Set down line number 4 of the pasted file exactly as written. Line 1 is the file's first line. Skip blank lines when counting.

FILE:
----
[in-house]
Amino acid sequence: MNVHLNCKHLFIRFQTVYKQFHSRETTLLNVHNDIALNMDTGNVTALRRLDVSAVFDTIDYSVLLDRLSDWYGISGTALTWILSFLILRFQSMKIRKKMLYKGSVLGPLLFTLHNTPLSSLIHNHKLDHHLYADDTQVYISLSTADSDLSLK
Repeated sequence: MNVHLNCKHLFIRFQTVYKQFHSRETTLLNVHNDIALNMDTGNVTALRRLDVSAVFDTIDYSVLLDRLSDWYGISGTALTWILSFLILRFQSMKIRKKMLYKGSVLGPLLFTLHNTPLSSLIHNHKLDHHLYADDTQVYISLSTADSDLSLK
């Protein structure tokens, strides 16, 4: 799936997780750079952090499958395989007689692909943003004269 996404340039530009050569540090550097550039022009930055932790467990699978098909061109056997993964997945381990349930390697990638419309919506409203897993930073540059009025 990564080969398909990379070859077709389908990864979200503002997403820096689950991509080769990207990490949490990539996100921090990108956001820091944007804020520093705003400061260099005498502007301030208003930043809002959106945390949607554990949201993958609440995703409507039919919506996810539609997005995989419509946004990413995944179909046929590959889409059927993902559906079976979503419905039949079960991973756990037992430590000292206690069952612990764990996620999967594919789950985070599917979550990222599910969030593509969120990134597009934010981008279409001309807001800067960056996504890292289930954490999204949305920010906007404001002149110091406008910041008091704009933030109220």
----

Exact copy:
């Protein structure tokens, strides 16, 4: 799936997780750079952090499958395989007689692909943003004269 996404340039530009050569540090550097550039022009930055932790467990699978098909061109056997993964997945381990349930390697990638419309919506409203897993930073540059009025 990564080969398909990379070859077709389908990864979200503002997403820096689950991509080769990207990490949490990539996100921090990108956001820091944007804020520093705003400061260099005498502007301030208003930043809002959106945390949607554990949201993958609440995703409507039919919506996810539609997005995989419509946004990413995944179909046929590959889409059927993902559906079976979503419905039949079960991973756990037992430590000292206690069952612990764990996620999967594919789950985070599917979550990222599910969030593509969120990134597009934010981008279409001309807001800067960056996504890292289930954490999204949305920010906007404001002149110091406008910041008091704009933030109220």